BARNEY MTHOMBOTHI: SA has inquiries into everything under the sun, but what about KZN?
Exposing raw facts about wrongdoing can be a devastating political weapon, but they must not be a substitute for taking firm and immediate action
President Cyril Ramaphosa favoured us with another commission of inquiry this week. We now have these commissions coming out of our ears. It seems our president can’t help himself. He is, to resort to a cliché, the gift that keeps giving.
And spare a thought for the lawyers. Poor things. They’re making a killing.
There is nothing wrong with commissions. Exposing raw facts about wrongdoing or malfeasance can be a devastating political weapon. It can also help construct a narrative that is digestible to the public and makes for better decision-making by the government. It becomes a problem when commissions are seen as substitute for taking firm and immediate action.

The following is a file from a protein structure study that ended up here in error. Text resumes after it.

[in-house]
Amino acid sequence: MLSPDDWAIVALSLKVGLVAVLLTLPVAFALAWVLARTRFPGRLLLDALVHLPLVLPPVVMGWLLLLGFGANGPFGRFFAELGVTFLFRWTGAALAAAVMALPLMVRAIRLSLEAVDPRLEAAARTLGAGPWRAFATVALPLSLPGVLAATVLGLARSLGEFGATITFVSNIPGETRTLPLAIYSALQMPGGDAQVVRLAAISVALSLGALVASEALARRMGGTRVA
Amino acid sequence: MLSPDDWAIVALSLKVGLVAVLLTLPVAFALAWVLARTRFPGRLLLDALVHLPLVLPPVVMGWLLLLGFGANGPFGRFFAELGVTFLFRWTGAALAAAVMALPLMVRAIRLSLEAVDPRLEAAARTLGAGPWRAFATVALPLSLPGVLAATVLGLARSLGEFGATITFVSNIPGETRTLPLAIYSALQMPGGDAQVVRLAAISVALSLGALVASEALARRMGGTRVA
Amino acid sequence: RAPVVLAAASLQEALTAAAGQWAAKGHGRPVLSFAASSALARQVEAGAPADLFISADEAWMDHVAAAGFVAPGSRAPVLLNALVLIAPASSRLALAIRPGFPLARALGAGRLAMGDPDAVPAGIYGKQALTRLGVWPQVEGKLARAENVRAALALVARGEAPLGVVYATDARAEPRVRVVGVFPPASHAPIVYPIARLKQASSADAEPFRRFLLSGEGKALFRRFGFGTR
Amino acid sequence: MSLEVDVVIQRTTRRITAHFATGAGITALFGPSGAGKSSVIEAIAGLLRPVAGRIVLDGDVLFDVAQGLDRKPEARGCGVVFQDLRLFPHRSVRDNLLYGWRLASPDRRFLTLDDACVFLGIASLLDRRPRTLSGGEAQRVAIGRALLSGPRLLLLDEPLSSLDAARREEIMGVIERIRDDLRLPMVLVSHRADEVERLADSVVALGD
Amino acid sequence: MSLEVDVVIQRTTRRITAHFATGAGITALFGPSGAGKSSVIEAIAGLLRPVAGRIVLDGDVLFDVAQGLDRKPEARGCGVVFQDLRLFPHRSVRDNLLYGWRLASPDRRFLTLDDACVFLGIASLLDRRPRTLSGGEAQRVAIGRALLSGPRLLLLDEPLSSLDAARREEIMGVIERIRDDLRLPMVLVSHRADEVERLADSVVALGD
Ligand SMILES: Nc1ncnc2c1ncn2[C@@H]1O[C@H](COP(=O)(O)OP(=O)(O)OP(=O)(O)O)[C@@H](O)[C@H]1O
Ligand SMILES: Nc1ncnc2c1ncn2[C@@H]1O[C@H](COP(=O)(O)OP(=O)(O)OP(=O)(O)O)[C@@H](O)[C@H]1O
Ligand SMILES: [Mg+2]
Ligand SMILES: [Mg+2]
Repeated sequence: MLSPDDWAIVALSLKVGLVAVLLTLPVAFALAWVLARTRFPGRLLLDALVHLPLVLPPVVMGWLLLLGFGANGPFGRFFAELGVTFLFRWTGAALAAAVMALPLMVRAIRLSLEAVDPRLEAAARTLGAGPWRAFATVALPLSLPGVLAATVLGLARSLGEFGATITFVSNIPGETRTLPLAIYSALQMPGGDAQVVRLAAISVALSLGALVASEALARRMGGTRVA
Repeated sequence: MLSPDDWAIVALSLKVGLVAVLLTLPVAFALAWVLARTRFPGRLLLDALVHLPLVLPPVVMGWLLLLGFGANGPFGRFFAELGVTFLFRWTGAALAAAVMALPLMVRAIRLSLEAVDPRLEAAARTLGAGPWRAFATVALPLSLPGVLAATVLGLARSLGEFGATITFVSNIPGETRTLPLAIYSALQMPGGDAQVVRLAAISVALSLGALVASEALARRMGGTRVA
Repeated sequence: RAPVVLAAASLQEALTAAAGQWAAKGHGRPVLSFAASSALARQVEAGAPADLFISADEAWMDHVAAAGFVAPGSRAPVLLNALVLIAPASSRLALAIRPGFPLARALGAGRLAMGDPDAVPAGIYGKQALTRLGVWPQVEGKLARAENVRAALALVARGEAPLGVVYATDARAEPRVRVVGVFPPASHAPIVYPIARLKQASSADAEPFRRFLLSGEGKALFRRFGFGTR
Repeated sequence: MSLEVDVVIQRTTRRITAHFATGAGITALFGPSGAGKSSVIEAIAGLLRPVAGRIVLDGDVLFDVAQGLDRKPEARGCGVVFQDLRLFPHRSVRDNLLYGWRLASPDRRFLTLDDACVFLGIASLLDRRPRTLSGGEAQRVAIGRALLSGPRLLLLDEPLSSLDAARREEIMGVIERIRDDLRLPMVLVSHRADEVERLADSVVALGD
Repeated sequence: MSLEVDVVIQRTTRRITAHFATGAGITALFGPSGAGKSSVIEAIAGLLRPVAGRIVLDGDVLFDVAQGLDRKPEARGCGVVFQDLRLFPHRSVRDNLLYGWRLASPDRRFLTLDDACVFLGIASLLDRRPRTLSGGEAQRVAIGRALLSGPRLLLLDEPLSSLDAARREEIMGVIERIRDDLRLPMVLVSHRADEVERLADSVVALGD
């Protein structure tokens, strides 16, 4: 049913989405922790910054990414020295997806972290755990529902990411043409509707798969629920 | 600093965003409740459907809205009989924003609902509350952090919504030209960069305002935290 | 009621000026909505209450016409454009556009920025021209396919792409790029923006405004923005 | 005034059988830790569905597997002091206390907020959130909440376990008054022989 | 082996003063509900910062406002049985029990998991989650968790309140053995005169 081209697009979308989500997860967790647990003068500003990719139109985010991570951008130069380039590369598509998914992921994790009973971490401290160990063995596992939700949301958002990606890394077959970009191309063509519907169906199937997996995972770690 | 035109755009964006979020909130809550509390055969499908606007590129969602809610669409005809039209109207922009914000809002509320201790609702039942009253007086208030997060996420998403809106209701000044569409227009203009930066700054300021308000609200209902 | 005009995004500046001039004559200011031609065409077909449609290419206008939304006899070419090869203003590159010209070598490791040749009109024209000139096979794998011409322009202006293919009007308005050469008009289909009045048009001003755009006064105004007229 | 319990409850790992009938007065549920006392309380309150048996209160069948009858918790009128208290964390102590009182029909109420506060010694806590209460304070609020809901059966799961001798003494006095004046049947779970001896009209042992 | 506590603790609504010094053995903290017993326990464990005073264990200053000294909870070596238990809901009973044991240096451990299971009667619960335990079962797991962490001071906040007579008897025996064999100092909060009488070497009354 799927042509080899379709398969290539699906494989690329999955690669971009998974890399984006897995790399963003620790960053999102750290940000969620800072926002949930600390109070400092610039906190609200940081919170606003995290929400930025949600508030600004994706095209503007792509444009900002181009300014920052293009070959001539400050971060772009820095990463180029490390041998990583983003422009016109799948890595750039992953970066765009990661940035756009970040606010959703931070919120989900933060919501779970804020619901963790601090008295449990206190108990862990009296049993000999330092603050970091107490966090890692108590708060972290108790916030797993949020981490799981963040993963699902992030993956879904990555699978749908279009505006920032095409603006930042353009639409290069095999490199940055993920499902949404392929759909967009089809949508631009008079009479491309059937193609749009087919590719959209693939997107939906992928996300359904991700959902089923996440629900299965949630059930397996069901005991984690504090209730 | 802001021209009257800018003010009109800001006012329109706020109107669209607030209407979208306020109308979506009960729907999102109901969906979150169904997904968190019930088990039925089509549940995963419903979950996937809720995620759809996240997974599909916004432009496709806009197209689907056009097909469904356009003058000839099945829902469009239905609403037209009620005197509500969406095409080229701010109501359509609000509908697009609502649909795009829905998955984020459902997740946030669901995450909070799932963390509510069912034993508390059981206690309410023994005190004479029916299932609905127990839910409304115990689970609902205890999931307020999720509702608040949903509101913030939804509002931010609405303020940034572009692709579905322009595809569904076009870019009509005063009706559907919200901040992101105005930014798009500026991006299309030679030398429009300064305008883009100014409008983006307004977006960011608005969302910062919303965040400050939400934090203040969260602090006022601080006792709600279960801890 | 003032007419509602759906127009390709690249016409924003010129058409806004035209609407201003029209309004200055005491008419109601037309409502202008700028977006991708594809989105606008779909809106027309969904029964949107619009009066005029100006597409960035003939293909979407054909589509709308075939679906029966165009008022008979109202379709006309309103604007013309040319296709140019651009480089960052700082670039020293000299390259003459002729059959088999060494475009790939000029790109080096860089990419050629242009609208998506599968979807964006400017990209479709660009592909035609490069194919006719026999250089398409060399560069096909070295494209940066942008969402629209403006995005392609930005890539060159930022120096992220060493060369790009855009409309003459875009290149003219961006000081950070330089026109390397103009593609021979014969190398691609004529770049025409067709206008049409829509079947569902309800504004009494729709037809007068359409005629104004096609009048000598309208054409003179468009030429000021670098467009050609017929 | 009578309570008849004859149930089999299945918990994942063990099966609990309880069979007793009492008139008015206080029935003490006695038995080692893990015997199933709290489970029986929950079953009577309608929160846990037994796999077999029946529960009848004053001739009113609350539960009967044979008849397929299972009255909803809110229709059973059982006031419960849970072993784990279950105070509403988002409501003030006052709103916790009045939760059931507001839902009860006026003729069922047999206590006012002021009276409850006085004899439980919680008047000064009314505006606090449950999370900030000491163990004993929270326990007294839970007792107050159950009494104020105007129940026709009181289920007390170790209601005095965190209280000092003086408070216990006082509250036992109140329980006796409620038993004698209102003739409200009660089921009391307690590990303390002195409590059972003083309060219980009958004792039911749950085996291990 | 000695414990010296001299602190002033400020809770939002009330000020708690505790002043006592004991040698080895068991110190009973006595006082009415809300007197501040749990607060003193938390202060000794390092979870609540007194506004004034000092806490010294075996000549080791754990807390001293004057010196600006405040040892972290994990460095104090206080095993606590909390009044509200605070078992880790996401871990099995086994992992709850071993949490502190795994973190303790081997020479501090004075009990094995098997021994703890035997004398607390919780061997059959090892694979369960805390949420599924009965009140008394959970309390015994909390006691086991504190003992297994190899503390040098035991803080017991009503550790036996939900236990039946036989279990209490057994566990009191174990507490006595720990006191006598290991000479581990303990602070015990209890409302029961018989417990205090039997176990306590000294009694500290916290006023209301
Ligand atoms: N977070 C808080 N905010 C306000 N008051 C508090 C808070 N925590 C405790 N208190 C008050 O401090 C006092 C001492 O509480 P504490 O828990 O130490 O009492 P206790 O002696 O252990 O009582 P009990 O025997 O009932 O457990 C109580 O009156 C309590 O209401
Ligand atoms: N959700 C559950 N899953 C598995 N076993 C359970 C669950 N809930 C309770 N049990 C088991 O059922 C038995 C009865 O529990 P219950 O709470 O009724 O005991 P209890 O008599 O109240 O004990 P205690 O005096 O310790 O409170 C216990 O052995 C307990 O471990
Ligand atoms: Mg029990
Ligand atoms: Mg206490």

And these things don’t come cheap. An infrastructure has to be created from scratch — office space, IT systems, secretaries, receptionists, security guards, cleaners, tea ladies, and lawyers and their hangers-on. Offering a ready-made infrastructure for our now ubiquitous commissions could be a lucrative business for some enterprising tenderpreneurs.